Paul D. Ferguson (yes, my initials are "PDF"...)
Sr. Computer Scientist
Adobe Systems Inc.

May. 11, 2009

item.91860

MacInTouch Reader

Michael B wote:

If you try the version of the New_DiemerFS file at http://www.cascadilla.com/macintouch/New_DiemerFS2.pdf (now a 1.4 meg file), do you have the same trouble with Preview displaying it? We ran PDF Optimizer on the original, and the new version tests ok here.

Michael's version looks just fine in Preview as well as Firefox on my Mac and downloaded at 1.4MB.

May. 12, 2009

item.91898

Kevin Spencer

It wasn't long ago that NASA's main public site (where you get access to manned flight information and links to other projects) shared video information in both QuickTime and Windows Media format.

Today I dropped in to a revised home site to take a gander at today's Shuttle launch to the Hubble telescope. However, now the only media provided is in Windows Media format.

I'm sure I could "hack" a way to get it playing natively (through WMV Player or something) or just kick on Parallels. But in this age, to use a proprietary video format is practically criminal -- and a good way to screw with your web viewing numbers. Places like YouTube and Hulu know better, both practically and financially. Sad that our government cannot.

At least, for now, the NASA TV live feed remains viewable in-browser with QuickTime (although it's unclear if this is thanks to the site or to WMV plug-ins on my notebook).

May. 13, 2009

item.91929

John Grout

I think nasa.gov's Multimedia Videos Browsers, Players and Plugins Web page might transitively intimidate Mac newbies because of what it points to for "Windows" content: a long and confusing all things to all platforms Web page on microsoft.com. Though that page has links for both Windows Media Player and Flip4Mac, the WMP links are at the top and the Flip4Mac link is well down the page.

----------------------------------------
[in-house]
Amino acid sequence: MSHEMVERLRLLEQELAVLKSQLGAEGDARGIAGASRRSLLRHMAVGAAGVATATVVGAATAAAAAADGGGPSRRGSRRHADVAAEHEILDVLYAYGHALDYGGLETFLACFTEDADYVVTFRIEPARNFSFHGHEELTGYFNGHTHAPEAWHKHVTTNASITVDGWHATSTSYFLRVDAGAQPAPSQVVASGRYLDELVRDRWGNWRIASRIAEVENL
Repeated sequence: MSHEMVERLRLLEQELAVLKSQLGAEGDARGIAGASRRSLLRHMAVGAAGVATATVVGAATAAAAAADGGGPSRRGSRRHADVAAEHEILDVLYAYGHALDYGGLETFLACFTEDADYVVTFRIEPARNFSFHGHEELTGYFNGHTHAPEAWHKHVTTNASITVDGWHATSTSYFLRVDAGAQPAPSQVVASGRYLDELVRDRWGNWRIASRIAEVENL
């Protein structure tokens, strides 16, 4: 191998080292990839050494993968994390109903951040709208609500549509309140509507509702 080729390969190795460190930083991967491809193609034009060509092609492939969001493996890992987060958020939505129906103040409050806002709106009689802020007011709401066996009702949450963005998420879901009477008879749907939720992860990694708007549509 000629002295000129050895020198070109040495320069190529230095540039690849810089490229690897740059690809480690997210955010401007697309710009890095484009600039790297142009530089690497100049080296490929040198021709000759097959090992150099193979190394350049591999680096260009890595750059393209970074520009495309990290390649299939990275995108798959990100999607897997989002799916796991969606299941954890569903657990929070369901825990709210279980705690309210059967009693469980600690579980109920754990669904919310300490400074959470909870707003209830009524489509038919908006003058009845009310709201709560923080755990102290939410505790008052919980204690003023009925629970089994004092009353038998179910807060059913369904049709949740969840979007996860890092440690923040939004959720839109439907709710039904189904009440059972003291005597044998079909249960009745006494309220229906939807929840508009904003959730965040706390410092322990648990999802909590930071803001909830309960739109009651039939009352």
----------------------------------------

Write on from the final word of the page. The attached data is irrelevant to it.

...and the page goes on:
Could nasa.gov do a better job explaining how Mac users could display "Windows" content? Sure... they could point at the Microsoft or Telestream Web pages dedicated to Flip4Mac... but I didn't have any problems displaying the nasa.gov Windows Media content I tried on Firefox, which used the Flip4Mac plugin automatically. I have run into other sites that capitalize on the good performance of Flip4Mac on Intel processors by dropping parallel QuickTime content... even a few of the pay sites I belong to have done it.

item.91931

Robin Atkinson

The NASA Quicktime Stream is still available, but you have to dig a little. Click the NASA TV link in the right-hand column. Then in the left-hand menu select 'Other Viewing Options'. The link to Quicktime is there.

Or just go here:
  http://www.nasa.gov/qtl/151335main_NASA_TV_QT.qtl

item.91932

Gerard Rejskind

Kevin Spencer wrote:

"It wasn't long ago that NASA's main public site (where you get access to manned flight information and links to other projects) shared video information in both QuickTime and Windows Media format.
Today I dropped in to a revised home site to take a gander at today's Shuttle launch to the Hubble telescope. However, now the only media provided is in Windows Media format."

Actually, QuickTime is still supported. On the right side of the page mouse over the heading "Other Viewing Options," and you'll see a list that includes QuickTime.

item.91940

Mike Pasquale

Re: Nasa Video... it's still available in QuickTime. In the frame to the right of the video window (which is WMV), click on other viewing options, then click on QucikTime, it will open the video in Quicktime player in Quicktime format (you download a .qtl file when you click on QuickTime)